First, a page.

Wilfred Owen is still, to some extent, a prisoner of his saintly reputation. Though the most recent biography of Owen, by Helen McPhail, adds helpful maps that delineate Owen's precise movements in battle, the book is thoroughly in the hagiographic tradition. As Samuel Hynes notes, Edmund Blunden's 1931 "Memoir" assembled the saintly, doomed Owen. The memoir is, in Hynes's words, "a classic myth-making text." "It created," Hynes writes, "what Owen himself never had--a poetic character of his own" (437).
Blunden beatifies Owen by deploying Keats. "Memoir" is a misnomer; Blunden never actually met Owen. Blunden's text self-consciously creates an Owen myth to match the myth of Rupert Brooke. If Brooke could be the early twentieth century's Byron, dying conveniently in the Mediterranean, Blunden establishes Owen as its Keats, both because Owen's lushness derived from Keats's lushness and because Owen's fate seemed similar to Keats's fate. "It is impossible to be deeply acquainted with Owen's work," Blunden writes, "and not to be haunted by the comparison between his genius and his premature death and the wonder and tragedy of his beloved Keats" (3). Owen's early death fascinates Blunden, and Blunden intuits a circular explanation for it: because Owen died young he was like Keats, and because Owen was like Keats he died young. And why did Keats and Owen die young? Blunden uses a figure common in Keats biography and exploited during Keats's lifetime to explain his illness. This story places responsibility for Keat s's death on his unresolved desire for Fanny Brawne. Keats's friends Joseph Severn and Charles Brown introduced this notion in their letters even as the poet was still living. "But you and I well know," wrote Brown to Severn, "that Keats's disease is in the mind, he is dying broken-hearted" (Rollins 1:201). In addition, both Severn in his recollections and Milnes in his biography elided the object of Keats's desire, never mentioning Fanny by name. She survived until 1865, and Severn and Milnes were anxious to preserve her from embarrassment or blame. As a result, Keats in their texts is laden with a desire that can never be satisfied and whose object-Fanny--cannot be named. Blunden, then, is dropping enticing hints about Owen s sexuality in literary terms. The men who were beginning to recognize their attraction to other men in the nineteenth and early twentieth centuries (and who faced legal prosecution for the practice of this sexuality after 1885) identified with this received version of Keats even though he was heterosexual. Keats's sexuality was figured in the terms with which their sexual practice actually was restricted.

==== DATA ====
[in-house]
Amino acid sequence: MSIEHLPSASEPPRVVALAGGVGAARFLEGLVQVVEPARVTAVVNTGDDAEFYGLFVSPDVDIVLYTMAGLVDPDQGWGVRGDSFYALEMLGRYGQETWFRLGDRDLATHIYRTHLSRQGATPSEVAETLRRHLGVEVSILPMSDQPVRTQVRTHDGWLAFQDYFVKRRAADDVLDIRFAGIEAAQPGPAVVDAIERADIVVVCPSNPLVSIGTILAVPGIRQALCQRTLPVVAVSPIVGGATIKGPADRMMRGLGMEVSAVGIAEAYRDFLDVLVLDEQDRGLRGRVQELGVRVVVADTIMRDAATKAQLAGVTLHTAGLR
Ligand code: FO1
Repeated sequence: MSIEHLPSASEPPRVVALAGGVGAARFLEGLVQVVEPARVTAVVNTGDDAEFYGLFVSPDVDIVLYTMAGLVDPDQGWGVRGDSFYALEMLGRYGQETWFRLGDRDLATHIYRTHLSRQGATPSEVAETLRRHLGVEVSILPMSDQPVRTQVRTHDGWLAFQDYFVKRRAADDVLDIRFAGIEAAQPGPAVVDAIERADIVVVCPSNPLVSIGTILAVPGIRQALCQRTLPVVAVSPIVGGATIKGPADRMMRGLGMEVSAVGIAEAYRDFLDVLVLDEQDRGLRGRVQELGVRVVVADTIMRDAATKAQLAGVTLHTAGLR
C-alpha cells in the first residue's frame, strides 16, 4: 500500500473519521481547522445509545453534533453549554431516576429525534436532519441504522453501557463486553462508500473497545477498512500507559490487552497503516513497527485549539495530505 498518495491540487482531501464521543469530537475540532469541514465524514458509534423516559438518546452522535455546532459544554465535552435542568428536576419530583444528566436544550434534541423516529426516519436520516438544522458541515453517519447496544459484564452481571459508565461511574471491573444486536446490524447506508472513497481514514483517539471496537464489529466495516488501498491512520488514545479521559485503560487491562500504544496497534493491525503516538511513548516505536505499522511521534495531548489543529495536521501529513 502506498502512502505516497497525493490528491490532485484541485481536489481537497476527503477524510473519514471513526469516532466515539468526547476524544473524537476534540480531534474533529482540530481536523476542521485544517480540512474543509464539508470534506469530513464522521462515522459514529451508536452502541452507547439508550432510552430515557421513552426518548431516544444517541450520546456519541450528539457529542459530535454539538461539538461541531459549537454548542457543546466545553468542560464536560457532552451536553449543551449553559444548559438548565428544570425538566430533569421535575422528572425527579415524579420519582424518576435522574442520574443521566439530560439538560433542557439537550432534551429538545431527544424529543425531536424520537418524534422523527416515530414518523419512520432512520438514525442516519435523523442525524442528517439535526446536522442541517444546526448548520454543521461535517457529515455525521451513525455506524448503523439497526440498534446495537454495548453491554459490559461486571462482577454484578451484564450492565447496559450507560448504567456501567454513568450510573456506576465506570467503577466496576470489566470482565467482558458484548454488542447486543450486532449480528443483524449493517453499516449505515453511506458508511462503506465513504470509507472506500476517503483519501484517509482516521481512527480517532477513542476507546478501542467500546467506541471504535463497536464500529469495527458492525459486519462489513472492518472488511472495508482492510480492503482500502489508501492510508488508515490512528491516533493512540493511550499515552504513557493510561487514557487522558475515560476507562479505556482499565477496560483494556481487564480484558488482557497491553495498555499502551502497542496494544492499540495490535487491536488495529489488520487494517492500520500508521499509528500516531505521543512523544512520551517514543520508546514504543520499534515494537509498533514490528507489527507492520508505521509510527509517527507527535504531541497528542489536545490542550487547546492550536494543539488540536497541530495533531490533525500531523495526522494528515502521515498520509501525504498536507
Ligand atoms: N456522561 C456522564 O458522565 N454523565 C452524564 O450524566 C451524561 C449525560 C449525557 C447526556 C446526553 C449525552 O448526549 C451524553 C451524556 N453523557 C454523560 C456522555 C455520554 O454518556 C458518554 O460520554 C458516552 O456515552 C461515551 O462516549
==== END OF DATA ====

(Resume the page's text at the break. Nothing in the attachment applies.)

Blunden's memoir creates two Owens: an outward and an inward. The hidden or inward part of Owen is the Keatsian poet, the outward a kind, practical man. Because Owen contains this hidden Keatsian poet he is marked out for suffering and an early death. A quality located inside Owen--figured as a gift or spark--dooms him. Blunden quotes a letter of Mary Gray, who knew Owen while he was recovering from shell shock at Craiglockhart hospital: "Throughout his trial he kept alight the spark of divine fire--the steadfast belief that through suffering do we attain to the only true spiritual beauty" (30). That "spark of divine fire" conflates a poetic gift with physical illness; one cannot help but hear the suggestion of that spark's consuming the self, as in "consumption' Keats's tuberculosis. Because it emphasizes suffering--and mental rather than physical suffering--that figuration suggests another hidden burning: unresolved sexual desire. The suffering of Blunden's Owen/Keats suggests the suffering of the closeted gay male. 
The connection between Keats and Owen's reading of his own sexuality has been suggested by the most perceptive of Owen's critics but not yet fully explored. Dominic Hibberd notices that Owen's response to William Michael Rossetti's account of Keats's death seems "partly sexual" (9). …